Elevation and latitude drives structure and tree species composition in Andean forests: Results from a large-scale plot network

Agustina Malizia, Cecilia Blundo, Julieta Carilla, Oriana Osinaga Acosta, Francisco Cuesta, Alvaro Duque, Nikolay Aguirre, Zhofre Aguirre, Michele Ataroff, Selene Baez, Marco Calderón-Loor, Leslie Cayola, Luis Cayuela, Sergio Ceballos, Hugo Cedillo, William Farfán Ríos, Kenneth J. Feeley, Alfredo Fernando Fuentes, Luis E. Gámez Álvarez, Ricardo GrauJuergen Homeier, Oswaldo Jadan, Luis Daniel Llambi, María Isabel Loza Rivera, Manuel J. Macía, Yadvinder Malhi, Lucio Malizia, Manuel Peralvo, Esteban Pinto, Sebastián Tello, Miles Silman, Kenneth R. Young

Research output: Contribution to journalArticlepeer-review

20 Scopus citations


Our knowledge about the structure and function of Andean forests at regional scales remains limited. Current initiatives to study forests over continental or global scales still have important geographical gaps, particularly in regions such as the tropical and subtropical Andes. In this study, we assessed patterns of structure and tree species diversity along ~ 4000 km of latitude and ~ 4000 m of elevation range in Andean forests. We used the Andean Forest Network (Red de Bosques Andinos, https://redbosques.condesan.org/) database which, at present, includes 491 forest plots (totaling 156.3 ha, ranging from 0.01 to 6 ha) representing a total of 86,964 identified tree stems ≥ 10 cm diameter at breast height belonging to 2341 identified species, 584 genera and 133 botanical families. Tree stem density and basal area increases with elevation while species richness decreases. Stem density and species richness both decrease with latitude. Subtropical forests have distinct tree species composition compared to those in the tropical region. In addition, floristic similarity of subtropical plots is between 13 to 16% while similarity between tropical forest plots is between 3% to 9%. Overall, plots ~ 0.5-ha or larger may be preferred for describing patterns at regional scales in order to avoid plot size effects. We highlight the need to promote collaboration and capacity building among researchers in the Andean region (i.e., South-South cooperation) in order to generate and synthesize information at regional scale.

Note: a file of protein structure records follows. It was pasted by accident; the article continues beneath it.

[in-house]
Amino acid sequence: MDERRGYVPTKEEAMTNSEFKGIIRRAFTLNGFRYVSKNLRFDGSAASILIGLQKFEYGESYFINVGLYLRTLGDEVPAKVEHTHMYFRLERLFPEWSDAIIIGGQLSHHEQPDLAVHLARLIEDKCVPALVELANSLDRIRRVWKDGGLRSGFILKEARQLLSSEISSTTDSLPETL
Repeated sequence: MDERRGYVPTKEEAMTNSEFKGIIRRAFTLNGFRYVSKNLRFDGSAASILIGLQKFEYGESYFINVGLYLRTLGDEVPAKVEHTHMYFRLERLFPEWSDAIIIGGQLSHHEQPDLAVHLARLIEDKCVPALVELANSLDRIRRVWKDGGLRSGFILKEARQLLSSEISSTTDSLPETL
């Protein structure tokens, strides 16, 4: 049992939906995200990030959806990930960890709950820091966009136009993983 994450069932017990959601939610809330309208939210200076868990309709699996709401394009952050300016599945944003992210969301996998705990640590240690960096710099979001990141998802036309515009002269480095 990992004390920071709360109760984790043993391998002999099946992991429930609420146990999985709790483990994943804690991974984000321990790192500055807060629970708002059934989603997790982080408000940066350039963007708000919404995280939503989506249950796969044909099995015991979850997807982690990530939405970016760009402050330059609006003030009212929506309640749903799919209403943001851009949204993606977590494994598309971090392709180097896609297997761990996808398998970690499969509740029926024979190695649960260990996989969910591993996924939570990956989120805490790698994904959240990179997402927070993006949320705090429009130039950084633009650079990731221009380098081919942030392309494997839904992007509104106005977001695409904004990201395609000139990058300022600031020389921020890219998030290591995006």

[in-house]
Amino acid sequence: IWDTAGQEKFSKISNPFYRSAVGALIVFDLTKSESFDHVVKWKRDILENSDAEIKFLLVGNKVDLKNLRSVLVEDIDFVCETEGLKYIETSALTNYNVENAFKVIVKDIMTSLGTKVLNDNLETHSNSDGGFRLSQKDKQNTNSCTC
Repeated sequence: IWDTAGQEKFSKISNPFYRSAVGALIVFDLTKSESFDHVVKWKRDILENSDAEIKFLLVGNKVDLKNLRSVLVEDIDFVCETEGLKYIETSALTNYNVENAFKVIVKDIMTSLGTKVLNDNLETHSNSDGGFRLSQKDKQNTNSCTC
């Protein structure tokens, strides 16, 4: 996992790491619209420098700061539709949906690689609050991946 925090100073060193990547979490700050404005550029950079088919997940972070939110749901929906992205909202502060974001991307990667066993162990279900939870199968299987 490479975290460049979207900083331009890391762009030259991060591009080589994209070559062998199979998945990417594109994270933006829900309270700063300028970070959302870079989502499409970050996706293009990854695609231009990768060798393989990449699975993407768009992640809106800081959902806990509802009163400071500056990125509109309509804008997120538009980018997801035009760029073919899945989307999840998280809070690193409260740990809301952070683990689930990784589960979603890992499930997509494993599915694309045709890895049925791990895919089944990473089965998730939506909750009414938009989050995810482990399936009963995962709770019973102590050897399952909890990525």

Original languageEnglish (US)
Article numbere0231553
JournalPloS one
Issue number4
StatePublished - Apr 2020

ASJC Scopus subject areas

  • General


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